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Stuffed Grilled Trout

Serves 2 You’ve seen them at the fish market. Whole trout. Somewhat intimidating, but also intriguing.  Friends, if you’ve never ventured in the world of whole fish, I highly recommend it. Cooking them is beyond easy and the flavor is exceptional. Today we stuff them with peppers, onions, and fresh lemons –  flavors characteristic of Equatorial Guinea. Slightly spicy and super fresh – make this for a special occasion or just for fun. Ingredients: 2 whole trout, cleaned 1/4 cup thinly sliced poblano 1/4 cup thinly sliced onion 4 lemon slices salt pepper Method: First things first. Light a candle. The flickering light is warm and inviting, and does a great job of eating up fish smells. I burn candles daily, fish or no fish. Gather your ingredients and preheat the grill to medium. You won’t need too much onion and pepper, unless your fish are huge. Rinse and pat dry the fish. Then season the cavity with salt and pepper – preferably fresh, coarse sea salt. Add thinly sliced onions and poblanos… for a little …

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Menu: Equatorial Guinea

Yesterday you asked me if I was going to be cooking a monkey head. You asked because I shared a photo of a cooked monkey head with you. Totally understandable. To answer your question – there are two reasons why I will not be cooking a monkey head this week. And I think it’s best I leave those reasons to your imagination. Instead I’m cooking a whole fish and will include the whole head for authenticity purposes. As for the rest? Thankfully, Equatorial Guinea is full of all sorts of wonderful dishes, dishes whose ingredients are easily found in Tulsa, Oklahoma. Check it out… what sounds good to you? Millet Porridge with Ginger [Recipe] Millet flour cooked until thick with milk, fresh ginger and sugar. Finished with a dusting of cinnamon. Or sin, as mom likes to call it. Serve for breakfast. Grilled Stuffed Trout [Recipe] Whole trout stuffed with thinly sliced poblano, onion, and lemons – then grilled until flaky. Hot Curried Okra from Equatorial Guinea [Recipe] Okra cooked with curry, chili powder, and …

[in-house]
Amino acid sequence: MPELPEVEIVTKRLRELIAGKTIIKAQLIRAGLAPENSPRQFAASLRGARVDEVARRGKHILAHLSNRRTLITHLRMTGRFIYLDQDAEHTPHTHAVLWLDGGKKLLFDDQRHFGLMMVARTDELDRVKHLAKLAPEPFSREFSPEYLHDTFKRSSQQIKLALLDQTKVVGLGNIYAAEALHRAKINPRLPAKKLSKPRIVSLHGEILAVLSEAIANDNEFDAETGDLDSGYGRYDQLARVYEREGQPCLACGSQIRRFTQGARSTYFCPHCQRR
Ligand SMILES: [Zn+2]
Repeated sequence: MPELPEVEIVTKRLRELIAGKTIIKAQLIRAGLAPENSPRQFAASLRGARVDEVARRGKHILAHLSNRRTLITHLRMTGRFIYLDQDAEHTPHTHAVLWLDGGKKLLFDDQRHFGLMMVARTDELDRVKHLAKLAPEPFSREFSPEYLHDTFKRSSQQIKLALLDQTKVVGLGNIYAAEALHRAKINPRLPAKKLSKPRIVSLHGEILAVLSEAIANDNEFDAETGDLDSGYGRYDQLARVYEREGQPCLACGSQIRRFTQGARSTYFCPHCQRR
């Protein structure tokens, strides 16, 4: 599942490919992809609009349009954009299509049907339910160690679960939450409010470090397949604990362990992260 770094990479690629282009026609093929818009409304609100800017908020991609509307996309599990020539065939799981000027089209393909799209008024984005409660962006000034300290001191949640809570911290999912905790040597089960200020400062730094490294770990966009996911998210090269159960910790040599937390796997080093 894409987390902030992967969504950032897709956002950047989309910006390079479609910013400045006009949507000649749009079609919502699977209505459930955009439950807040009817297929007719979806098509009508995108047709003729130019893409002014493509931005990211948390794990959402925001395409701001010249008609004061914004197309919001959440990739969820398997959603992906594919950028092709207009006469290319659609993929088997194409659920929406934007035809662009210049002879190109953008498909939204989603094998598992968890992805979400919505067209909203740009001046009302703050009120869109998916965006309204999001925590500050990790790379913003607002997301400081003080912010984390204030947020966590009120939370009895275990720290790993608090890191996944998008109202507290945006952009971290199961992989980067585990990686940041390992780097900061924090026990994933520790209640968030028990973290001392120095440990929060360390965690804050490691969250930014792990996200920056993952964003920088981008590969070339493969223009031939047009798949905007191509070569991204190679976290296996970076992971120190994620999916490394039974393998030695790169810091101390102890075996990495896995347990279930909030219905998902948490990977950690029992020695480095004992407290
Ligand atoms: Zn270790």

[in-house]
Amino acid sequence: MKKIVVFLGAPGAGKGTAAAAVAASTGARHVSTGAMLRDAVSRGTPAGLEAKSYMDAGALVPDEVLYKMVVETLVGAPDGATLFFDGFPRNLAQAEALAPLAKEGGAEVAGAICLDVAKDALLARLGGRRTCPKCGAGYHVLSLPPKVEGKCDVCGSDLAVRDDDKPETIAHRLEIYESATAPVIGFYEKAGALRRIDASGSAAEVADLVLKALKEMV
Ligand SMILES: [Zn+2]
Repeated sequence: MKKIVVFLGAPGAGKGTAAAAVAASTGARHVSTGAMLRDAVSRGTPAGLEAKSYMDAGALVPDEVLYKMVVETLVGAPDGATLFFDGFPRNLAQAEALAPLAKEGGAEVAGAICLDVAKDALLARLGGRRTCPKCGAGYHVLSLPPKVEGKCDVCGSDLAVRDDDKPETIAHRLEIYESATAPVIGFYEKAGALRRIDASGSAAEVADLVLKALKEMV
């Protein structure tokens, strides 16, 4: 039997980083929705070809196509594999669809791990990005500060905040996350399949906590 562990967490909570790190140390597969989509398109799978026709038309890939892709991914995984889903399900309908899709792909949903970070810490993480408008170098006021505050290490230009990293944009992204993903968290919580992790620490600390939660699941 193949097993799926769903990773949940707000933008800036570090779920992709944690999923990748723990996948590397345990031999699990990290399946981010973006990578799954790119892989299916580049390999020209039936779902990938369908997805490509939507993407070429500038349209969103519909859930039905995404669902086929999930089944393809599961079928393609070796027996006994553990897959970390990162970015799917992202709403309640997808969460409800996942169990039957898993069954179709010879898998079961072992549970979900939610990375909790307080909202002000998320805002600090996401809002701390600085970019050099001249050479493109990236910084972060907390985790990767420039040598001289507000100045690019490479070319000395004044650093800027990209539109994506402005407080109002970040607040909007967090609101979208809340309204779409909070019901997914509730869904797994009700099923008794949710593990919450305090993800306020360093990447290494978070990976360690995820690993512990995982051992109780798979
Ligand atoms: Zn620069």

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About the food of Equatorial Guinea

My riding instructor invited me hunting when I was 15 years old. The thought of riding through France’s foggy woods seemed romantic, adventurous, and disarmingly elite. I desperately wanted to say yes, but I had a squeamish feeling I just couldn’t shake. Bottom line? I didn’t want to kill my dinner and I didn’t want to watch other people kill their dinner. Thankfully, I didn’t have to. I was surrounded by supermarkets, cafes, street vendors, and – just down from our house – carrot and mushroom farms. I could eat whatever I wanted, whenever I wanted. I said no. The closest I ever got to hunting was to pluck a carrot from the farm. Illegally. It was the biggest carrot I’d ever seen but, thanks to a lack of running water and guilt, it tasted like dirt. In Equatorial Guinea, killing dinner is not always a choice. The rural people are known for hunting and fishing for their dinners because this is the cheapest and most available way to eat. Whole fish [Recipe], crustaceans, and various …